The best agents also have a great support staff which is available for their clients to use such as Attorney's, CPA, Title Company, Home Inspector, and Banker/Broker just to name a few and these should be the best of the best for the experience buyers broker.
I say these things because I am and Experienced Exlcusive Buyers Broker who does have the credentials and the years of experience along with a quality support systems to protect my clients. The one thing to remember is answers may not be what you want to hear all of the time but a professional in any field does not tell you what you want to hear they tell you what you need to know. To find a buyers broker in North Jersey just go to the link below look for and exclusive buyers broker they do not list homes and they will work even on for sale by owners and other options
Hope this is your final answers that delivers what you want
Happy Home Hunting
Tim Robbins, Sr.
Exclusive Buyers Broker
Better Homes Realty
Serving All of Atlantic and Cape May County's in New Jersey
Experience in the real estate world has many aspects to it as well. Knowledge, passion, diligence, friendly manner are all aspects of experience and that is just the start.
Obviously, every new agent starts somewhere. They do have a support system in their office and even if they don't know an answer to a specific question, they can get the proper response. I can't imagine what queswtions you had that stumped your agent and since there are websites like this one, you most likely can get answers here.
Don't expect any agent/broker to answer legal questions or questions about your mortgage. Take those to the proper professional. After all the stories I hear about the educated consumer, what don't you know?
Bottom line, you can always go elsewhere, unless this inexperienced agent has a listing you want to purchase. If that is the case, perhaps some of your questions go against her fiduciary responsibility to her client. Good luck.
The best advice is listen to your friend who had a great experience meet with the agent and see if you click it does not matter if you do not feel comfortable or have trust. Not to mention make sure the agent is working only for you. This is the most important issue you can back the agent up with a good Real Estate Attorney.
Happy New Year
But years of experience doesn't mean the one with the most number of years is better than a newer agent. One should factor how the agent adds to his knowledge base by completing more certifications, attending seminars, employing technology, delving into different kinds of listings and sales (for example, to this day, some agents may still shy away from short sales --- but if they don't do it, how will they know how?)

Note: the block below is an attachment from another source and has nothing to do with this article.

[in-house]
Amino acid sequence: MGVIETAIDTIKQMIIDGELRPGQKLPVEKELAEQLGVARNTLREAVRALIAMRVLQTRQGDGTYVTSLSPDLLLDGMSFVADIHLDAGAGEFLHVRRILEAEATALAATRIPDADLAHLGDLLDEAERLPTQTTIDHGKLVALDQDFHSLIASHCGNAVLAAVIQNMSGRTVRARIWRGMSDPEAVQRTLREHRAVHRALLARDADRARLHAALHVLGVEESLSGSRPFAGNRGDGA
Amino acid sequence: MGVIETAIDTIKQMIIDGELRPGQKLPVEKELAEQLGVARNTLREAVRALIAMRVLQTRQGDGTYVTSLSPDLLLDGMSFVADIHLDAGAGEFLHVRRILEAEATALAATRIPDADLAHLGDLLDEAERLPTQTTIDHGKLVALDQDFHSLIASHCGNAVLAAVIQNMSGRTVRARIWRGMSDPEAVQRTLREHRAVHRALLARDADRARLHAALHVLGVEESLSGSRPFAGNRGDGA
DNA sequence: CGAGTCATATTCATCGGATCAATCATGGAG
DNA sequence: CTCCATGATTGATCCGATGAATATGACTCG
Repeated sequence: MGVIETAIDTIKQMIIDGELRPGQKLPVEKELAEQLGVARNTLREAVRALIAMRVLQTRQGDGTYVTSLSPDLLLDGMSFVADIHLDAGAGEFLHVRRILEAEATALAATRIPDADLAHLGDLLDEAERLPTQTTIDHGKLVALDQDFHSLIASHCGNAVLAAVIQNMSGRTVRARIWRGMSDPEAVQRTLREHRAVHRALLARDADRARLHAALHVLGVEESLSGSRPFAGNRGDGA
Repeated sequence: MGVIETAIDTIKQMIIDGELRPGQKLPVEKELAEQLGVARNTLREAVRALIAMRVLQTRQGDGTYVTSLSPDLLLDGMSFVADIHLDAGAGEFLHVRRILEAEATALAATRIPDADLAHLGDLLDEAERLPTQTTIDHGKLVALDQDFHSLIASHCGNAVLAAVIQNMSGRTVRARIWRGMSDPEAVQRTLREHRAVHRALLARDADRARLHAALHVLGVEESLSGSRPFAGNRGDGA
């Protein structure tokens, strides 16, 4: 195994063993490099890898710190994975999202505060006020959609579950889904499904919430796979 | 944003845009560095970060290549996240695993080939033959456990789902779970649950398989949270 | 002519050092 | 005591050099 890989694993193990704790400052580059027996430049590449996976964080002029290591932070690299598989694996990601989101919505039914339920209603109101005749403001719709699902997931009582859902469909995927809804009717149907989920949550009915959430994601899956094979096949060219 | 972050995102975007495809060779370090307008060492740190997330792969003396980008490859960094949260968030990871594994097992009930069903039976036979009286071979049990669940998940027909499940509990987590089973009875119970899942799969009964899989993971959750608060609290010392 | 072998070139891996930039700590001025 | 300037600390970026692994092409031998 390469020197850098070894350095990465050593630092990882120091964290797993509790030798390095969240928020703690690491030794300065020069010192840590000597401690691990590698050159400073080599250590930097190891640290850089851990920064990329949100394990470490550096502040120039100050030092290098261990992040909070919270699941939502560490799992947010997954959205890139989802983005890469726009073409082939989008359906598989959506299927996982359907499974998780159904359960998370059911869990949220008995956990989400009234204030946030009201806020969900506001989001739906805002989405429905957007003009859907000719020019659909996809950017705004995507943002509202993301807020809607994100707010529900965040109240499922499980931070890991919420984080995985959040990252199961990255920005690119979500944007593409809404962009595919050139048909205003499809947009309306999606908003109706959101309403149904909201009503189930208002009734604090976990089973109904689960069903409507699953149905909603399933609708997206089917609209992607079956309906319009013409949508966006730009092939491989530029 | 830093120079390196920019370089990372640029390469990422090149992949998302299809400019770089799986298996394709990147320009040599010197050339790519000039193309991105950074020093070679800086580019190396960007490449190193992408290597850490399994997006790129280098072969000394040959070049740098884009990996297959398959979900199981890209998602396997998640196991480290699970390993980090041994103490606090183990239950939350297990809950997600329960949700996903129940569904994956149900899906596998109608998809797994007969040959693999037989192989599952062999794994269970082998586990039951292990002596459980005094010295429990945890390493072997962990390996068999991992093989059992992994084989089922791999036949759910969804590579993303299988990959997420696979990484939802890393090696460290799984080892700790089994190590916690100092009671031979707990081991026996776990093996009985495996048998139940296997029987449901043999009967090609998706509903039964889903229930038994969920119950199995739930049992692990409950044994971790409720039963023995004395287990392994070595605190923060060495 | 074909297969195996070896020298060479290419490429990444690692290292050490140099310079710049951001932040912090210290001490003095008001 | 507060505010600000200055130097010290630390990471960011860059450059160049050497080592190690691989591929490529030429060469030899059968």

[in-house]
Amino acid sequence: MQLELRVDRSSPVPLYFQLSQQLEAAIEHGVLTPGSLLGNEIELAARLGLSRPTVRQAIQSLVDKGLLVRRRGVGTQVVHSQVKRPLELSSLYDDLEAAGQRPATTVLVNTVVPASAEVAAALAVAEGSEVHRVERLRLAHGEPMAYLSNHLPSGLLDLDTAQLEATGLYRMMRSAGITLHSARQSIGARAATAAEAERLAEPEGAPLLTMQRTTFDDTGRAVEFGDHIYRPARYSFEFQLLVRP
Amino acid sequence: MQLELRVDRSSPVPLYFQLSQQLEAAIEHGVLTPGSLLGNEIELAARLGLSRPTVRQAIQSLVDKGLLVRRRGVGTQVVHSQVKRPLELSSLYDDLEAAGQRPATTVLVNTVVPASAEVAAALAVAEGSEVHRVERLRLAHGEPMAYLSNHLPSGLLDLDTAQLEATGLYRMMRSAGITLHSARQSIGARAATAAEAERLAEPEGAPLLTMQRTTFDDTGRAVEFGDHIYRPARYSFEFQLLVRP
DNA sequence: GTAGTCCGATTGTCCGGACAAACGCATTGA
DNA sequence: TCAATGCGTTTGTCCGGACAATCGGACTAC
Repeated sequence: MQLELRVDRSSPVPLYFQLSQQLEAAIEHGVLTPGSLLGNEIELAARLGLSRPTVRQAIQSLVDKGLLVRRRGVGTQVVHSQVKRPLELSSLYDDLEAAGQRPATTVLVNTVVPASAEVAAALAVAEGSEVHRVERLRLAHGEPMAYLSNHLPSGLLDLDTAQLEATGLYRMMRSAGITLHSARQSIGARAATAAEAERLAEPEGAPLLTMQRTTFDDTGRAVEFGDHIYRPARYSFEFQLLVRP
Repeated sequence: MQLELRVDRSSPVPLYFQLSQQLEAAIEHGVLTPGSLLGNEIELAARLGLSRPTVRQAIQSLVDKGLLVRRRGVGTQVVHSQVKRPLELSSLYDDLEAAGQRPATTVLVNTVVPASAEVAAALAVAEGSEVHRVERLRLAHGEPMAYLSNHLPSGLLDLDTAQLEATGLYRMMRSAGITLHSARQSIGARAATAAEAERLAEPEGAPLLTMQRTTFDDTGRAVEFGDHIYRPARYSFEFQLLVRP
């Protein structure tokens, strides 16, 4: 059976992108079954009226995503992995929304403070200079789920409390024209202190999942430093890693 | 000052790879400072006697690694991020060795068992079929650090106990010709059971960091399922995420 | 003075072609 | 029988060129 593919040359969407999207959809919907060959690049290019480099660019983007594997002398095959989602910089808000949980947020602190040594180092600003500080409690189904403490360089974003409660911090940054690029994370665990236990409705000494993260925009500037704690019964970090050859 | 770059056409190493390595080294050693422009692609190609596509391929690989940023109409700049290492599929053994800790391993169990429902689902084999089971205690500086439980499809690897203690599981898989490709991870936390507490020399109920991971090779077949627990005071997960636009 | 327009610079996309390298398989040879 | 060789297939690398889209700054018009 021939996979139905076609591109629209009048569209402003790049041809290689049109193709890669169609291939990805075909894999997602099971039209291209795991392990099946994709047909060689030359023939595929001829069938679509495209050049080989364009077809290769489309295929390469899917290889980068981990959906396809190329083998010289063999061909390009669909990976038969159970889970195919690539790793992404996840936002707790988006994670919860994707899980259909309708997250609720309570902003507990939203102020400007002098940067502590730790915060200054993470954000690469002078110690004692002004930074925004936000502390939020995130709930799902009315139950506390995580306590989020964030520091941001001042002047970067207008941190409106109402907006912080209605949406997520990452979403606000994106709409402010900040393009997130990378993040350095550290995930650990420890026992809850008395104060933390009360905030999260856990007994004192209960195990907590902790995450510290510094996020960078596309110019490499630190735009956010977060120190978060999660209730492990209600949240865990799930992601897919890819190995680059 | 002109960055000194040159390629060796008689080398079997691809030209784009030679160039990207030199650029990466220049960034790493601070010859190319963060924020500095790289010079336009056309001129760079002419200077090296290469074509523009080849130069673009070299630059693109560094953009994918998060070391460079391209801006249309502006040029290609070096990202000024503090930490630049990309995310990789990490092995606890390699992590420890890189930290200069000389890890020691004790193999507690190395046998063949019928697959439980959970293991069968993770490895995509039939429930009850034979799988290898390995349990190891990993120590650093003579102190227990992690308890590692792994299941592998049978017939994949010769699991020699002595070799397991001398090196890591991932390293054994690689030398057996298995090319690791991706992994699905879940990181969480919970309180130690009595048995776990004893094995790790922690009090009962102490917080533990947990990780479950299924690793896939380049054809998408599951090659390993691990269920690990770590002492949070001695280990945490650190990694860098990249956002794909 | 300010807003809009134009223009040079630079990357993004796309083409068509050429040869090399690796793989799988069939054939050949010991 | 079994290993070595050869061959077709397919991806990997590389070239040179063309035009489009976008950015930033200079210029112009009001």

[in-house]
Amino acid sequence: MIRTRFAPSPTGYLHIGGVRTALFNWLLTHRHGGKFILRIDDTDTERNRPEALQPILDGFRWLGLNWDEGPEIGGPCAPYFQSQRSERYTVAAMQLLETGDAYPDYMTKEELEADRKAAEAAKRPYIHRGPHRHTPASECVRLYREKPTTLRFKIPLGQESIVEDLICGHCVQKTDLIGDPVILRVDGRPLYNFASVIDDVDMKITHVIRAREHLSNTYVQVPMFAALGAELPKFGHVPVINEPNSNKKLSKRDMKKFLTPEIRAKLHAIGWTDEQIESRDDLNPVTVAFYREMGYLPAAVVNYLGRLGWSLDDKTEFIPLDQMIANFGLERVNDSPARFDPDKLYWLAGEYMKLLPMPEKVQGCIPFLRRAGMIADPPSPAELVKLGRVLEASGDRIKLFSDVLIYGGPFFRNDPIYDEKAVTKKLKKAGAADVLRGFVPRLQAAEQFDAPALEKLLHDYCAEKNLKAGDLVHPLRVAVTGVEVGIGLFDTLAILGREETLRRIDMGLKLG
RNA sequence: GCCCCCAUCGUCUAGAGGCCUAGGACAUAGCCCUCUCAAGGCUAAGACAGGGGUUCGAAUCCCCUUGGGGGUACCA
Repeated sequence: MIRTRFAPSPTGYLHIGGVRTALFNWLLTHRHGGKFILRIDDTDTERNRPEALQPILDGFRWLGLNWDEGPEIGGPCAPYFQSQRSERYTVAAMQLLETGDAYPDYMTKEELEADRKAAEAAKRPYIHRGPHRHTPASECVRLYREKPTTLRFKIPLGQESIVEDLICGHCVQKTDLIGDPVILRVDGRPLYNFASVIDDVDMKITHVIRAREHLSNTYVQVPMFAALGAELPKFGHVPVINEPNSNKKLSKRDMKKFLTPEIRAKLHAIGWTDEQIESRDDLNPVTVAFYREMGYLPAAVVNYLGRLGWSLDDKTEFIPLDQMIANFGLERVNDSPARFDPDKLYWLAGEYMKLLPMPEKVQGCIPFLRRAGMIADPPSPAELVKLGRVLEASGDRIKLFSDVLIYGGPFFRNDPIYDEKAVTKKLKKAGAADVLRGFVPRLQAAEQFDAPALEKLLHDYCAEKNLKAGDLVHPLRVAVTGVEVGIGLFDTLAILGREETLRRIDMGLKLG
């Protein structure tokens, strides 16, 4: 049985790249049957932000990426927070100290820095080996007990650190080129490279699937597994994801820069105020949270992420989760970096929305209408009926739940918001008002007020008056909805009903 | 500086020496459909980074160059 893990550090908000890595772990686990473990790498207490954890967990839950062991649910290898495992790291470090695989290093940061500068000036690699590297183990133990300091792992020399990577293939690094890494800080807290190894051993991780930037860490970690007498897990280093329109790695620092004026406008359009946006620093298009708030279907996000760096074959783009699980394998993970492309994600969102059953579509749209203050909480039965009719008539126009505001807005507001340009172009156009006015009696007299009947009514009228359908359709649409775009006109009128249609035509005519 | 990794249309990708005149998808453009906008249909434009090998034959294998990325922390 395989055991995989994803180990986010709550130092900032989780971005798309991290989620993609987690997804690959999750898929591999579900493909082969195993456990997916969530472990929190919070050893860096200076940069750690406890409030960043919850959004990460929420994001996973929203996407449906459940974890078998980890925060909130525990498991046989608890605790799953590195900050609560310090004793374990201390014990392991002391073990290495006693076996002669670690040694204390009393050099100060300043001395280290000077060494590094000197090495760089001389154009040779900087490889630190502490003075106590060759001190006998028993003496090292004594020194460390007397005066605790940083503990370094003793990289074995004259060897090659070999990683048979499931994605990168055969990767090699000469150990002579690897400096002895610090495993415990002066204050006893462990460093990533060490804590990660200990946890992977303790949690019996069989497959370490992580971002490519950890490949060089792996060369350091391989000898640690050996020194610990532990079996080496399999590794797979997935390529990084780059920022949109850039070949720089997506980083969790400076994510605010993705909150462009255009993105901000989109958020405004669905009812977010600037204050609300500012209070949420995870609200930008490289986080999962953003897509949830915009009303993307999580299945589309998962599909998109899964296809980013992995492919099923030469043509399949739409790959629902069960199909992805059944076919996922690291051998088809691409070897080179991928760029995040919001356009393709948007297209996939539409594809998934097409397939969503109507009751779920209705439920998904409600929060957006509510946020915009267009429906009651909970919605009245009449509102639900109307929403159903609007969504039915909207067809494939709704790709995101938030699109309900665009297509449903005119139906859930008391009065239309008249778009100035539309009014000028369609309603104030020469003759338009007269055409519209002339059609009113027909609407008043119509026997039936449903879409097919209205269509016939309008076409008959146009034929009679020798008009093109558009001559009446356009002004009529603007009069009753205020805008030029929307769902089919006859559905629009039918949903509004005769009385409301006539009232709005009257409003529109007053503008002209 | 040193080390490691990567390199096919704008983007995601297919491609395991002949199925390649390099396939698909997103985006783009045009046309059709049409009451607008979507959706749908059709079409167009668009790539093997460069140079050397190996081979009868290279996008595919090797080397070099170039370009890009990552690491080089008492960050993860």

However, it also depends on the type of questions you asked --- agents are limited to answer questions within their scope of expertise.
First, we're not prophets, and we can't answer questions about where market prices/values are headed. We can only speculate like you can. Second, we can't and shouldn't answer questions that are in the purview of a lawyer, tax accountant, etc. In such a situation, the best thing we can do is to refer you to those professionals. In other situations, give the agent an opportunity to do some research -- not knowing doesn't mean he is not resourceful enough to get you your answers.
You have many conflicting opinions here. So I guess you will have to sift through them to make your choice. I just want to add that I have worked with some "so-called experienced agents" who have dropped the ball and caused many problems. Experience is not always the key.
When I was in my first year of real estate, I did my first short sale. I worked with the buyer's agent and together we got it done. She was from another company, but we worked together and she helped educate me on the process and that was worth more than five years of classroom education. We closed the deal in 5 weeks from offer to closing.
So you see, it is not always about the experience. If the agent is a good one, they will do whatever it takes to make sure that your interests are represented to the fullest and put your needs above all else.
When you want to begin looking for a home, you will need to find a Realtor. First you should ask friends, relatives, or co-workers for a recommendation. Have them describe their experience with the agent and ask why they are recommending that person. You want to choose someone that you feel comfortable in working with.
It is not as important to find a Realtor who has sold the most homes, has the most experience or works for the largest and most well-known company as it is to find someone that is professional. You want an agent that will listen to you, uses ethical conduct, and knows the market.
You can also attend open houses and meet real estate agents. See how they interact with you and answer your questions. Pay attention to how they show the home. Take notes and collect business cards. Then you can compare the agents you saw.
Look at web sites of Realtors or real estate agents. Read any testimonials they have. Call them up and ask questions about their experience and how they work with buyers. Get a feel for them and what they can do for you.
You also want an agent that will work within your schedule. Most of the time it needs to be someone who works as an agent full-time. They are available days, nights, and weekends. Not all agents work the same way. Find one that you are comfortable with. Trust your instincts.
Tammy Hayes, Realtor, Sandals Realty, Punta Gorda, FL email@example.com
Please dont take this as me knocking everyone who have been in the business for years. I have learned al ot and respect all of you, but new agents can and will close deals all day long if they have DRIVE, MINDSET, AND SUPPORT IS THERE.
MERRY CHRISTMAS EVERYONE.